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Christiane F. – We Children of Bahnhof Zoo
138 min, digital, West Germany, 1981
Directed by Uli Edel.
“The most uncompromising drug film ever made.” – Kier-la Janisse, author of House of Psychotic Women and Satanic Panic: Pop-Cultural Paranoia in the 1980s
Depicting the underage drug and prostitution scenes of 1970s Berlin, Christiane F. was already a well known biography when it was adapted to a controversial hit movie. Director Uli Edel’s (The Baader-Meinhof Complex) cast of teenage unknowns traverse the city, negotiating their own limits in the shadows of social pressure and addiction. The music of David Bowie (who endorsed the film and was heavily featured in promotional material) weaves the story throughout, with the late icon and former Berliner himself appearing in a pivotal moment to give a terrific performance of “Station to Station.”
The film starts as a disturbing yet romanticized coming-of-age story – Christiane (Natja Burckhorst) , bored of her life in the projects of West Berlin, wants to go to a hip new disco named SOUND. She sneaks in with the help of a friend, high-heels and make-up, where she falls in with a slightly older crowd that has already been experimenting with drugs. She takes LSD and pills, begins falling in love with Detlef (Thomas Haustein), and they spend a night running around and vandalizing the infamous Bahnhof Zoo station to the tune of Bowie’s “Heroes,” staying up thru a matte-blue dawn. Yet things then turn to exploitation-tinged docudrama, as Christiane and her friends go through the horrors of heroin addiction, with scenes of real-life addicts at the Bahnhof Zoo that the director shot with a hidden camera, and a withdrawal scene the NY Times compared to scenes from The Exorcist. The film and its subject (who consulted on the movie) were widely imitated by teenage fans, despite being a harrowing portrayal of drug addiction that remains as disturbing today as the day it was made.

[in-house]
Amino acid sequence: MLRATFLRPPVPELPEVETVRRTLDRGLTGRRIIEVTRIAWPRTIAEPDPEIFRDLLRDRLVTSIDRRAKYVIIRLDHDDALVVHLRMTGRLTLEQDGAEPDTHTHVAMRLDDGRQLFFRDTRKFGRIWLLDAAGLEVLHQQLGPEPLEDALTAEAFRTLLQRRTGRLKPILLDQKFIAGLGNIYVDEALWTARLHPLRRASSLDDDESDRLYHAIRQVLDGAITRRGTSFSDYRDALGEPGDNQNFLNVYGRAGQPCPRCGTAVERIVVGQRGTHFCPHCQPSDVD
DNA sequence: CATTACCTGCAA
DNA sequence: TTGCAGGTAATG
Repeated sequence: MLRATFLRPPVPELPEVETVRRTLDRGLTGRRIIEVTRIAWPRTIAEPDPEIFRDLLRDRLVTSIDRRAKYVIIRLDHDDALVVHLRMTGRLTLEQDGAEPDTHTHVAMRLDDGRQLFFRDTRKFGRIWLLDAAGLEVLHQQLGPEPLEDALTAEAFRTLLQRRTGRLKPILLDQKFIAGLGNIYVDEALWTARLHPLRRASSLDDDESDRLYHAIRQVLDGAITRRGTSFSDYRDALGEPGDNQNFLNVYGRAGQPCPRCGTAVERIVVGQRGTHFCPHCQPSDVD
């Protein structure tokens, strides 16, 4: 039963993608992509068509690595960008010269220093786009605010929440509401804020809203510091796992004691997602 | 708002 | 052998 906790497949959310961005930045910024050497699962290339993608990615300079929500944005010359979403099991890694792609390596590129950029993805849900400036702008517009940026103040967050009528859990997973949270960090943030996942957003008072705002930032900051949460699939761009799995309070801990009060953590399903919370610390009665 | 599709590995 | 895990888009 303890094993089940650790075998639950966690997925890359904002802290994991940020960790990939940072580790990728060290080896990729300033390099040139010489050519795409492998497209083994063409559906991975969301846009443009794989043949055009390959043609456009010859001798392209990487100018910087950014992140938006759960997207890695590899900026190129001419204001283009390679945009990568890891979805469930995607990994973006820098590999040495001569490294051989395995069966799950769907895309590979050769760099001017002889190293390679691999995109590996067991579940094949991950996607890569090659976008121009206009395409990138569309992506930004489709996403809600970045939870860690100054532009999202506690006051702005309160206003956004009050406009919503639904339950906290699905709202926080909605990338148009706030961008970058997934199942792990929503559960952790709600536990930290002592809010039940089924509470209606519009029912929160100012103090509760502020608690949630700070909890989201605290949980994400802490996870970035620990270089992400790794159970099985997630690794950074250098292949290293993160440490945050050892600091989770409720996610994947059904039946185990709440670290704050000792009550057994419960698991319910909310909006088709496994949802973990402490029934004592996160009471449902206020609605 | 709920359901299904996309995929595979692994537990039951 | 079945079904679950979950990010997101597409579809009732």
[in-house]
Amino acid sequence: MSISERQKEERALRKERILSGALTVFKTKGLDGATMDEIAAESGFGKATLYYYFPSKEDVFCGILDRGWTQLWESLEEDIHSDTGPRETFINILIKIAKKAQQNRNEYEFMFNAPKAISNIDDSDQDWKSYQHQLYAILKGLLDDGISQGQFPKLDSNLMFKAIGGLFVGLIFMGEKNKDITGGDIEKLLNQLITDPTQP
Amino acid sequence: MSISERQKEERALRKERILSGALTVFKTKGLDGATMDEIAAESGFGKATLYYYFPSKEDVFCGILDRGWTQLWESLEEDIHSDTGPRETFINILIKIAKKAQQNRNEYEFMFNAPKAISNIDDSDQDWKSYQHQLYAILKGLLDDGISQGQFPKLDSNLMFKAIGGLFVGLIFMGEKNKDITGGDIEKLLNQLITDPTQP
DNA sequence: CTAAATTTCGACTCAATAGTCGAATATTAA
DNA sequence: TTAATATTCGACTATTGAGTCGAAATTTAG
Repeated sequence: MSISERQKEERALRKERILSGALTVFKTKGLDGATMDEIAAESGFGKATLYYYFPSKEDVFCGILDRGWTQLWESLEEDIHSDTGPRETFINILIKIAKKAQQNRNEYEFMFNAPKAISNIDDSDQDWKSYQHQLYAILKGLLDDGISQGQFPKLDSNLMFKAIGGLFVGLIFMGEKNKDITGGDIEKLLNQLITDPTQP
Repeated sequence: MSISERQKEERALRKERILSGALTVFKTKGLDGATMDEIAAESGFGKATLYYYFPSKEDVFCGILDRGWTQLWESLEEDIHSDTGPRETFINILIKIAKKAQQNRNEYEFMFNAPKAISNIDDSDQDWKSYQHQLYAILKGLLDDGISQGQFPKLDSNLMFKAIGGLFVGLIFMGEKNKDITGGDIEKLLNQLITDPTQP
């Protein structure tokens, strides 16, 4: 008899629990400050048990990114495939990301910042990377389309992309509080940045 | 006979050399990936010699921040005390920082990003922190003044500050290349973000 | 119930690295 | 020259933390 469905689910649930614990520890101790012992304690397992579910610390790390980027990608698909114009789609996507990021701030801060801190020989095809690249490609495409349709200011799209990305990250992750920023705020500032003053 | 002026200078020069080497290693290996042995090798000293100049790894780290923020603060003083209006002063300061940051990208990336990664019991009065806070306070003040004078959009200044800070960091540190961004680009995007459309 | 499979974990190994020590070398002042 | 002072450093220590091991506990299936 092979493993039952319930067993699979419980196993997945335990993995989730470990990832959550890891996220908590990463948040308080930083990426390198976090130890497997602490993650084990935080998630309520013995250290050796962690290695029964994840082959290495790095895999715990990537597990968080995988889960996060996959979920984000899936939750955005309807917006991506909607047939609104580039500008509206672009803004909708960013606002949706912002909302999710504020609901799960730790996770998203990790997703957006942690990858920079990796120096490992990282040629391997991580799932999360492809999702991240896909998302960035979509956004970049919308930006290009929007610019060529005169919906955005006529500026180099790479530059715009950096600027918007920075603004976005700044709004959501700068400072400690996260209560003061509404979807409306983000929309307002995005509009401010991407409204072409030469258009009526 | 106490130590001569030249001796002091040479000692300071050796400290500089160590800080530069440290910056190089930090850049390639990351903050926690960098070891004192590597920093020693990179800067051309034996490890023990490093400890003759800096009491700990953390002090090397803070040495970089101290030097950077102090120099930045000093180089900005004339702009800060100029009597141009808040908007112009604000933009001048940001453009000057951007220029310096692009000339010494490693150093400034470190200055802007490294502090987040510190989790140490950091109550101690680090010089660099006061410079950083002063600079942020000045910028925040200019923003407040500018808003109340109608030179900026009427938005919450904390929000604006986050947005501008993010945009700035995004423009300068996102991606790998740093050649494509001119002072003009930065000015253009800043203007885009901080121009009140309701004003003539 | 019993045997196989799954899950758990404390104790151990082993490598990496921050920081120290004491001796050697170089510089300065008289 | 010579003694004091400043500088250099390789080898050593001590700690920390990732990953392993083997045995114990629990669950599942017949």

Special thanks to Tommy Swenson from the Alamo Drafthouse at the Ritz